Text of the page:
Creaturely Migrations on a Breathing Planet

Connecting to the “wild and free” world around us has many benefits. We truly awaken our senses to think critically and absorb information wholly; we are fully aware of world and the opportunity to learn from everything, from the trees and waters to the bears and salmon; we learn to have heartfelt and genuine conversations with ourselves and others.
As a cultural ecologist and geophilosopher, David Abram brings this unity to life, having written numerous books and journals on the topic, and is the co-founder and creative director of the Alliance for Wild Ethics (AWE). It’s a pleasure to be partnering with him at Hollyhock.

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Excerpt of “Creaturely Migrations on a Breathing Planet”.  Originally published in “Emergence Magazine – N° 01 The Perspective Issue”

Consider the deep somatic attunement by which a salmon feels its way between faint electromagnetic anomalies, riding a particular angle of sun as it filters down through the rippled surface, gliding with certain currents and plunging up against others, dreaming its way through gradients of scent and taste toward a particular bend of gravel and streamside shadow. Whatever specialized sensitivities and internal organs are brought to bear, those very organs have coevolved with textured patterns and pulses actively propagating through the elemental medium; indeed, those sensitivities have often been provoked by large-scale repetitive or rhythmic happenings proper to that part of the biosphere—by pulsed coalescences and cyclic dispersals—and so can hardly be fathomed without reference to these patterned gestures within the body of the planet.
Perhaps it would be useful, now and then, to consider the large, collective migrations of various creatures as active expressions of the Earth itself. To consider them as slow gestures of a living geology, improvisational experiments that gradually stabilized into habits now necessary to the ongoing metabolism of the sphere. For truly: Are not these cyclical pilgrimages—these huge, creaturely hejiras—also pulsations within the broad body of Earth? Are they not ways that divergent places or ecosystems communicate with one another, trading vital qualities essential to their continued flourishing?
Think again of the salmon, this gift born of the rocky gravels and melting glaciers, nurtured by colossal cedars and by tumbled trunks decked with moss, fungi, and ferns—an aquatic, muscled energy strengthening itself in the forested mountains until it’s ready to be released into the broad ocean. Pouring seaward, it adds itself to that voluminous cauldron of currents spiraling in huge gyres, shaded by algal blooms and charged by faint glissandos of whalesong. . . . Until, grown large with the sea’s abundance, this ocean-infused life flows back up the rivers and tributaries and spreads out into the wooded valleys, gifting the hollows and the needled highlands with new minerals and nutrients, feeding bears and osprey and eagles, ensuring that the glinting gift will be reborn afresh from a lump of luminous eggs stashed beneath a layer of pebbles.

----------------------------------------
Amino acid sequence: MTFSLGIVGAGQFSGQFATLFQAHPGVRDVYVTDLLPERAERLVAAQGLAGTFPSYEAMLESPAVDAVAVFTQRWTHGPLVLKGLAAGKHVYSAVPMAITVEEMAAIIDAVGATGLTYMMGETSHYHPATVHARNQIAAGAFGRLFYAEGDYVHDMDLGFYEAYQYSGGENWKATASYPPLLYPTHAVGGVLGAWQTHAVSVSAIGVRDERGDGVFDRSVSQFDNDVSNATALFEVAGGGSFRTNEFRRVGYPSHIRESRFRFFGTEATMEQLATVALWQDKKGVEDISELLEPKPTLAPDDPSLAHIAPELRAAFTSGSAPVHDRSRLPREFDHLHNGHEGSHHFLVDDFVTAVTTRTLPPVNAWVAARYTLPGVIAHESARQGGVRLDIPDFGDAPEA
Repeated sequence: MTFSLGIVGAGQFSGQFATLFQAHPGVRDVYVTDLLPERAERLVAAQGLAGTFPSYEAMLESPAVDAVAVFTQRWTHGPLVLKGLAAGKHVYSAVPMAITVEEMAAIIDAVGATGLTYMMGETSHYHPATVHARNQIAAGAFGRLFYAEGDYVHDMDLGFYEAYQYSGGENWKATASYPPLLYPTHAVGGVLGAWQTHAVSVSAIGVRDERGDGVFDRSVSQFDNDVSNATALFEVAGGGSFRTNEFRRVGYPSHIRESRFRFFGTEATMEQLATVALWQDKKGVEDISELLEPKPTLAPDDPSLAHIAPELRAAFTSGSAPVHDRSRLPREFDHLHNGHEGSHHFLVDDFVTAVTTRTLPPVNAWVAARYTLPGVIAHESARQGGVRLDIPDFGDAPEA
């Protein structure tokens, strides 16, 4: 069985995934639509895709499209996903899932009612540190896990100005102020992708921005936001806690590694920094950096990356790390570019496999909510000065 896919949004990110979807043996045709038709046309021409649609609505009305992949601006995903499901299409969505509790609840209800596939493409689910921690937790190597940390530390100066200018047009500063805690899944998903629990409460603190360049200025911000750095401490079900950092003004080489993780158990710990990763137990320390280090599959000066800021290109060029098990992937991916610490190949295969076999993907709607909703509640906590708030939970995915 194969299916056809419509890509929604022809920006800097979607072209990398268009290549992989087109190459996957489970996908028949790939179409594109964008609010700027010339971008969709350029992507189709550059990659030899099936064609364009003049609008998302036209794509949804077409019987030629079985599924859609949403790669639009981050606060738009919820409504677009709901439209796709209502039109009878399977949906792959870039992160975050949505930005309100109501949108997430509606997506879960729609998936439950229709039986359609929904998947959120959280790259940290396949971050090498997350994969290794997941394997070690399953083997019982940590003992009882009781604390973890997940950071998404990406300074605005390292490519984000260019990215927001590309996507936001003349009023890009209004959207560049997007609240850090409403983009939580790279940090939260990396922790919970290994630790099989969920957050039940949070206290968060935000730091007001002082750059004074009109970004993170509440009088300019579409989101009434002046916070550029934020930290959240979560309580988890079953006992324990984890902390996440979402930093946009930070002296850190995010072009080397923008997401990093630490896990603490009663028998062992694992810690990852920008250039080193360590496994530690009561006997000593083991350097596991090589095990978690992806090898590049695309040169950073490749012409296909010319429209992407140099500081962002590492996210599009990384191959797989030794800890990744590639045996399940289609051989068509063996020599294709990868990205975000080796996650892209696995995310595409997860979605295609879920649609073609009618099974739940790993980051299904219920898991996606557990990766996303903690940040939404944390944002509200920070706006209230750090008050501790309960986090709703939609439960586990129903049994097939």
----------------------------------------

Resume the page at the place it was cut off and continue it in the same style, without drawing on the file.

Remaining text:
This circulation, this systole and diastole, is one of the surest signs that this Earth is alive—a rhythmic pulse of silvery, glacier-fed brilliance pouring through various arteries into the wide body of the ocean, circulating and growing there, only to return by various veins to the beating heart of the forest, gravid with new life.
Or . . . perhaps it’s better to think of this seasonal reciprocity as a kind of breathing, as an exhalation of millions of young salmon smolts down from the tree-thick mountains and meadows and then out into that roiling cosmos of currents and tidal flows, to mingle with zooplankton and seals and squids; and then the great in-breath, the drawing in of living nourishment from the sea into river mouths and estuaries, inhaling the salmon up the rivers into streams, and from there into the branching becks, rills, and runnels that filter into the green forests, the living lungs of this biosphere. Or is it the broad-bellied ocean that is breathing, sucking these finned nutrients down from the shaded slopes, luring them over rocks and through rapids and hydroelectric dam spillways—drawing them past bustling cities and factories, through intersecting gradients of toxic effluents that sting their mouths and strafe their exposed membranes—on out into the heaving whirl of the sea’s innards, circulating this glimmering nourishment within itself before exhaling it back, a long sighing breath, up into the wooded valleys?
However else we may view them, these large migrations of various species are a primary way that the biosphere cleanses and flexes its various organs, replenishing itself, each region drawing insight from the others, concentrating and transforming such qualities before releasing them abroad, divergent places trading perspectives along with nutrients and nucleotides, the whole half-shadowed sphere steadily experimenting, improvising, slowly altering its display to the blazing fire watching from afar, as the reflective moon rolls on ’round.

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Discover the rest of this essay, and stay connected, at Emergence Magazine – a quarterly online publication featuring innovative stories that explore the threads connecting ecology, culture, and spirituality.
Meet David Abram, and learn to see wildlife and the ecosystem through a new encapsulating lens, at Hollyhock in “Falling Awake: The Ecology of Wonder” this August.

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